Memorandum of Conversation, by the Under Secretary of State (Welles)
The Mexican Ambassador called to see me this morning. The Ambassador told me that he had yesterday received a personal and confidential letter from President Cárdenas which the Ambassador classified as “ambiguous” and which he said contained no precise instructions. President Cárdenas, in referring to the communication the Ambassador had made to him of a personal and informal suggestion I had made as to a possible solution on a temporary basis of the problem of management and operation of the four Mexican corporations to be set up to handle the expropriated properties of the American oil companies, stated that he did not see how this plan would place control of management and operation in the hands of the Mexican Government since the list of individuals agreed upon by Mexico and the United States, from which the companies and the Mexican Government could select three directors on the board of directors, would be composed of persons who had spent their lives in the oil industry and who, for that reason, President Cárdenas said, would be more likely to sympathize with the directors appointed by the oil companies than with the directors appointed by the Mexican Government.
The Ambassador said that he had immediately cabled President Cárdenas explaining the real bases of the suggestion offered and requesting specific instructions which the Ambassador said he thought he would have by Friday morning.
I remarked to the Ambassador that it seemed to me that President Cárdenas had totally misconstrued certain fundamental points in the suggestion I had offered. I said that, in the first place, the list of men to be agreed upon by the Mexican Government and by the United States Government was not intended to be limited to individuals engaged in the oil industry, and that I had specifically stated to the Ambassador that I thought the individuals so selected might well [Page 697] be persons not engaged in the oil industry but persons who had had experience in commerce or in finance. I had stated, I emphasized, that what I thought was required for the individuals comprising this list was recognized ability and character, knowledge of business management and practical experience in some form of finance or industry. Secondly, I said, the only reason I had made this suggestion of a possible solution was because both the Mexican Government and the companies were insisting upon entire control of management and operation. The purpose of the suggestion I had offered was to find a middle ground by which neither the Mexican Government nor the companies would have complete control but by which the balance of power between the two would be vested in the hands of impartial and competent persons.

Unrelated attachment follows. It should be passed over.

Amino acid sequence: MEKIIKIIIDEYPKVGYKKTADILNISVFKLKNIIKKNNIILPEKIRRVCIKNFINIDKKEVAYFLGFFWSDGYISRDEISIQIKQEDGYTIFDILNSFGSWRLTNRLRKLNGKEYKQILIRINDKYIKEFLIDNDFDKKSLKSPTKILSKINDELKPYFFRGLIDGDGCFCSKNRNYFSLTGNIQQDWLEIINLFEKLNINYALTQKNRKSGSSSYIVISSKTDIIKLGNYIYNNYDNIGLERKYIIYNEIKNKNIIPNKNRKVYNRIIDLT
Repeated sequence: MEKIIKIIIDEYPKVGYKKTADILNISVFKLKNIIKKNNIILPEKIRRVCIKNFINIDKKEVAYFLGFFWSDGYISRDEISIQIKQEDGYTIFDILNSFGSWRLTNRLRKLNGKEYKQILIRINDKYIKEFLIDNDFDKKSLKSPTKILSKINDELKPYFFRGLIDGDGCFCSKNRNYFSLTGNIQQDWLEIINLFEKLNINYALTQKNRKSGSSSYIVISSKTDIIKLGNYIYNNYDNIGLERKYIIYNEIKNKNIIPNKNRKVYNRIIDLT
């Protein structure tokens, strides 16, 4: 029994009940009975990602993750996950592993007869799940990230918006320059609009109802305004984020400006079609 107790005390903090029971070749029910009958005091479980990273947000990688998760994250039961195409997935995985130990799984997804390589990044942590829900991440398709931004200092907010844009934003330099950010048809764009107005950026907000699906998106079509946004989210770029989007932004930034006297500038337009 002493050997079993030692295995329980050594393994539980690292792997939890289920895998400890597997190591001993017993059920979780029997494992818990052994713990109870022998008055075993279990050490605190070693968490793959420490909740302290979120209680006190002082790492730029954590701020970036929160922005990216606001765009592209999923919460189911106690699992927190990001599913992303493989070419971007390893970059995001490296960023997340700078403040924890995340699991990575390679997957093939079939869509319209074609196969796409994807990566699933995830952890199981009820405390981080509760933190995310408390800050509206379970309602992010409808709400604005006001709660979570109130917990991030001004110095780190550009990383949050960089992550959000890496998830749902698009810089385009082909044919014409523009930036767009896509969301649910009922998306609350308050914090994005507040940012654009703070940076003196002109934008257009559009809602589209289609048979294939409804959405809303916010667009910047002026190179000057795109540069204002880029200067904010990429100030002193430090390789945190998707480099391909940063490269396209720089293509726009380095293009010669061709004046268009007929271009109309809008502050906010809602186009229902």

The Ambassador said that he himself understood this fully and it was exactly these points which were contained in his cable yesterday to President Cárdenas.
The Ambassador spoke to me of a telegram he had received from Mr. Richberg advising him that the oil companies were going to have a meeting in New York this morning. I said I assumed that I would have some word as to the result of these deliberations from Mr. Richberg by tomorrow, Friday, morning and that I would appreciate it if the Ambassador would inform me as soon as possible after he had received the specific instructions he had requested from President Cárdenas.
As he was leaving the Ambassador asked me if I had any further information with regard to the difficulties of El Carrizal. I said I had had no word. The Ambassador said he was glad to tell me that he had this morning received a personal letter from the private secretary of the Mexican President telling him that President Cárdenas had sent personal and positive instructions to Governor Marte Gomez of the State of Tamaulipas informing him that he desired the situation of the Carrizal Corporation in connection with its labor difficulty cleared up immediately and that the just demands of the company were to be granted. I expressed my appreciation to the Ambassador for the information given me, as well as for the personal trouble which he had taken upon so many occasions with regard to this case.